more than a month ago
·
#7835
0
Votes
Undo
I posted here but doesn't seem to have taken. Is it possible to MIDI sequence on the Go Keys via computer over hardware interface? Habitual Cakewalk Sonar 7 guy here. If somebody's actually done it, please describe exactly how. I've combed 3 pages on the subject here but it still seems to hang in midair. Thank you!
more than a month ago
·
#4063
0
Votes
Undo
Do I understand correctly that Fran has succeeded in making MIDI tracks with the Go:Keys and others haven't -- playback changed sound choices or whatever? Did you go through the micro-USB jack, Fran? Connectig how? I need to know because I ordered the Go:Keys a month ago and it's supposed to be arriving soon. If it won't do for my normal Cakewalk stuff maybe I'll just hand the package right back to 'em at Guitar Center. That would be a disappointment since it's so compact and sounds so great in YT demonstrations.

The Go:Keys manual tells how to use bluetooth, so maybe with the dongles I've also ordered -- keeping fingers crossed. Of course Roland was only thinking of using Ipad or whatever.
more than a month ago
·
#3745
0
Votes
Undo
Hello,

I am quite a new owner of GO:KEYS and having searched for its possibilities, I discover ScratchX which fascinated me as an alternative workflow for creating music. I thought instantly how cool it would be if I could specify my own LOOP MIX loops and sequences. This anxiety brought me to this thread which I read thoroughly from the top to the bottom. I know this problem you tried to resolve is outdated nowadays BUT I would like to ask you whether You have found any way how to deal with the stubbornness of GO:KEYS and occasionally a recipe for creating own LOOP MIX sequences which can be implemented in the ScratchX workflow.

Thanks

John


No progress with or from Roland Go:Keys.
Scratch 3 is due to be released January 2, 2019 and the Go:Keys 61k Scratchx extension will become almost useless with no response from Roland as to if there will be a rewrite for Scratch 3.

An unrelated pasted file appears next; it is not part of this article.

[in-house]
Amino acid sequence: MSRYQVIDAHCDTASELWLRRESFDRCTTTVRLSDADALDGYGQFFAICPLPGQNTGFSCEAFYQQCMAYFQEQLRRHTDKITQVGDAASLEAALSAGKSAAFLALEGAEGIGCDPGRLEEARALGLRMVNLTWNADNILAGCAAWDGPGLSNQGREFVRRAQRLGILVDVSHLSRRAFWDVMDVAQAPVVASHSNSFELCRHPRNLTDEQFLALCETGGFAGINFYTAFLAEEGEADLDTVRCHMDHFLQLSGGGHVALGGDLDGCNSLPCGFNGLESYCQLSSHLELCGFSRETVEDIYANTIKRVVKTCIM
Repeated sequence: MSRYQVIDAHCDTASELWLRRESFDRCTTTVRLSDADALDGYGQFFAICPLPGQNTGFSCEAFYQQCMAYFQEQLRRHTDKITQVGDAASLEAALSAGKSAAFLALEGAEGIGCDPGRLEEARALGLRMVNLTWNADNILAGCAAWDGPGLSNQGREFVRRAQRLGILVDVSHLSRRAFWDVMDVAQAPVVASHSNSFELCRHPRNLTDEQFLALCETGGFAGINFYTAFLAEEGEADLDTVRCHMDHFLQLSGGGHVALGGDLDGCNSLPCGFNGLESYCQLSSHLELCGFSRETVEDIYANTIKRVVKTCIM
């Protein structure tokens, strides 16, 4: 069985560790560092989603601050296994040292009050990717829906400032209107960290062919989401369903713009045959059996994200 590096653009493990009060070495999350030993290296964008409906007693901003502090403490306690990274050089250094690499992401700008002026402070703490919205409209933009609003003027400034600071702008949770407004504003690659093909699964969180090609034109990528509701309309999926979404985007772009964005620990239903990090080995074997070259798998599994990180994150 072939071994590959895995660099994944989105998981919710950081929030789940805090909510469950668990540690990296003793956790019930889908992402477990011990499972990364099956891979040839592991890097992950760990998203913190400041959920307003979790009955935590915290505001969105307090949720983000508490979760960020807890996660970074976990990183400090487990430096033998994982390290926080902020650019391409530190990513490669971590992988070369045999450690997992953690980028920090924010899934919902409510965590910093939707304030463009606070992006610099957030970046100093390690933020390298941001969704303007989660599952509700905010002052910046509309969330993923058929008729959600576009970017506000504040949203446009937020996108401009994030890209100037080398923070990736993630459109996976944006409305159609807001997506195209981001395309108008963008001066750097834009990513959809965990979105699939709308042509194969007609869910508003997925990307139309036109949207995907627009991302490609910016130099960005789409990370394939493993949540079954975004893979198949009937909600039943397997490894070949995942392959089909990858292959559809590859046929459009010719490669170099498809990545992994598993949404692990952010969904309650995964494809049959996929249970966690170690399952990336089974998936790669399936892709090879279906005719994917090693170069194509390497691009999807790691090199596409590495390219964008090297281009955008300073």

For Christmas 2018 I got a AKAI MPK mini Play and have started to collaborate with a developer on GITHUB for how to write code for the mpd-utils
Read the ISSUE 1 to see my contribution.

Akai says PLAY is General MIDI but I have caused it to lock up requiring power cycle to recover while using with Rosegarden and aplaymidi on Linux.
I hope to find or write a simple external MIDI extension for Scratch 3.
The PLAY is a much smaller GM device than the Go:Keys so I can move it around and leave setup for development.
Also trying to get a Arduino class compliant with Fluxamasynth working to have a really small well documented Dream Industries SAM2695 GM2 USB Class Compliant device for use
with Raspian LITE (Pi) running Scratch 3 with Node.JS

I'll check in as much as I can as project progresses (or not).
more than a month ago
·
#1437
0
Votes
Undo
No MIDI from recording sent except

I set tempo to 30 and pressed a key in each PART for one measure.
The GO-61 backup is attached in ZIP.
The text file is RECEIVEMIDI capture during record with time stamp for comparison.
I left it to run for 20 measures in ZIP file although OFF pressed for each PART much earlier.


09:13:57.896 channel 8 control-change 0 87
09:13:57.896 channel 8 control-change 32 66
09:13:57.896 channel 8 program-change 51
09:13:57.897 channel 9 control-change 0 87
09:13:57.897 channel 9 control-change 32 70
09:13:57.897 channel 9 program-change 8
09:13:57.898 channel 11 control-change 0 87
09:13:57.898 channel 11 control-change 32 65
09:13:57.898 channel 11 program-change 65
09:13:57.900 channel 12 control-change 0 87
09:13:57.900 channel 12 control-change 32 65
09:13:57.900 channel 12 program-change 14
09:13:57.901 channel 13 control-change 0 87
09:13:57.901 channel 13 control-change 32 67
09:13:57.901 channel 13 program-change 80
09:13:57.902 channel 14 control-change 0 87
09:13:57.902 channel 14 control-change 32 70
09:13:57.903 channel 14 program-change 66
09:13:57.904 channel 15 control-change 0 87
09:13:57.904 channel 15 control-change 32 66
09:13:57.904 channel 15 program-change 6
09:13:57.905 channel 16 control-change 0 86
09:13:57.905 channel 16 control-change 32 64
09:13:57.906 channel 16 program-change 1

more than a month ago
·
#1436
0
Votes
Undo
As far as NPRN...

Could you share the NRPN numbers for phrase selection and LOOP mix key, please?

No, I am not to disclose the chart because it is preliminary but I will give an example and point to the public code that is experimental.


https://github.com/gbevin/SendMIDI


My command line history and should work on any Go:Keys as USB MIDI device.